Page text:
Background Hepatitis delta virus (HDV) coinfects with hepatitis B virus (HBV) causing the most severe form of viral hepatitis. However, its exact global disease burden remains largely obscure. We aim to establish the global epidemiology, infection mode-stratified disease progression, and clinical outcome of HDV infection.
Methods We conducted a meta-analysis with a random-effects model and performed data synthesis.
Results The pooled prevalence of HDV is 0.80% (95% confidence interval [CI], 0.63–1.00) among the general population and 13.02% (95% CI, 11.96–14.11) among HBV carriers, corresponding to 48–60 million infections globally. Among HBV patients with fulminant hepatitis, cirrhosis, or hepatocellular carcinoma, HDV prevalence is 26.75% (95% CI, 19.84–34.29), 25.77% (95% CI, 20.62–31.27), and 19.80% (95% CI, 10.97–30.45), respectively. The odds ratio (OR) of HDV infection among HBV patients with chronic liver disease compared with asymptomatic controls is 4.55 (95% CI, 3.65–5.67). Hepatitis delta virus-coinfected patients are more likely to develop cirrhosis than HBV-monoinfected patients with OR of 3.84 (95% CI, 1.79–8.24). Overall, HDV infection progresses to cirrhosis within 5 years and to hepatocellular carcinoma within 10 years, on average.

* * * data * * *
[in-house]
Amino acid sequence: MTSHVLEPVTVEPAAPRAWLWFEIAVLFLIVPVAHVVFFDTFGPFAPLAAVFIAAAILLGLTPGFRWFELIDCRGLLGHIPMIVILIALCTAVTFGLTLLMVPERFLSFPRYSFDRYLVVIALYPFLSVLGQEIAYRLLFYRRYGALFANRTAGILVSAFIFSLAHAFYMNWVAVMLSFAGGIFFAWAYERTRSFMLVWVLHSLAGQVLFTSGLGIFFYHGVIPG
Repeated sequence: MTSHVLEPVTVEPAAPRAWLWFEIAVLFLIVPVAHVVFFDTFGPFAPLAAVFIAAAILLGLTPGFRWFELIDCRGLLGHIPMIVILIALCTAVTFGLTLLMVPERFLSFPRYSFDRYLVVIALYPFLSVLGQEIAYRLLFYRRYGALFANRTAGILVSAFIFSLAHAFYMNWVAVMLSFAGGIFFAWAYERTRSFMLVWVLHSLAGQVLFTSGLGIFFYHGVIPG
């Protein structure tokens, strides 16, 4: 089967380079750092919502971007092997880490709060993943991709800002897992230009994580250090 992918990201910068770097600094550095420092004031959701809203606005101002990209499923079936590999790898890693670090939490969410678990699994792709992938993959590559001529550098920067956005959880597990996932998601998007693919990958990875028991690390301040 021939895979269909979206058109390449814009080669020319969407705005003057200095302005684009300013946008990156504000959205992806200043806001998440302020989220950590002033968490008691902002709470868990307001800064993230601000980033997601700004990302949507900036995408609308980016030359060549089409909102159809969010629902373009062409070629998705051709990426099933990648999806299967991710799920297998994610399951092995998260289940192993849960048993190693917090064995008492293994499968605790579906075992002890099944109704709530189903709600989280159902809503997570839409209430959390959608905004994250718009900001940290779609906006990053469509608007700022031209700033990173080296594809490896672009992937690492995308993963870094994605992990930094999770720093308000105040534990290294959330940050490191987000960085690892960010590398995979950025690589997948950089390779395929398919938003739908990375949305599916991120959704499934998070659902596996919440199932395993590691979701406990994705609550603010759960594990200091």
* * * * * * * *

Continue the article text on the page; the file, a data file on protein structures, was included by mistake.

Conclusions Findings suggest that HDV poses a heavy global burden with rapid progression to severe liver diseases, urging effective strategies for screening, prevention, and treatment.

cirrhosis, disease progression, epidemiology, hepatitis delta virus, hepatocellular carcinoma,
The Journal of Infectious Diseases
Rotterdam Institute of Law and Economics

Miao, Z.J, Zhang, S, Ou, X.M, Li, S, Ma, Z.R, Wang, W, … Pan, Q. (2019). Estimating the Global Prevalence, Disease Progression, and Clinical Outcome of Hepatitis Delta Virus Infection. The Journal of Infectious Diseases, 221(10), 1677–1687. doi:10.1093/infdis/jiz633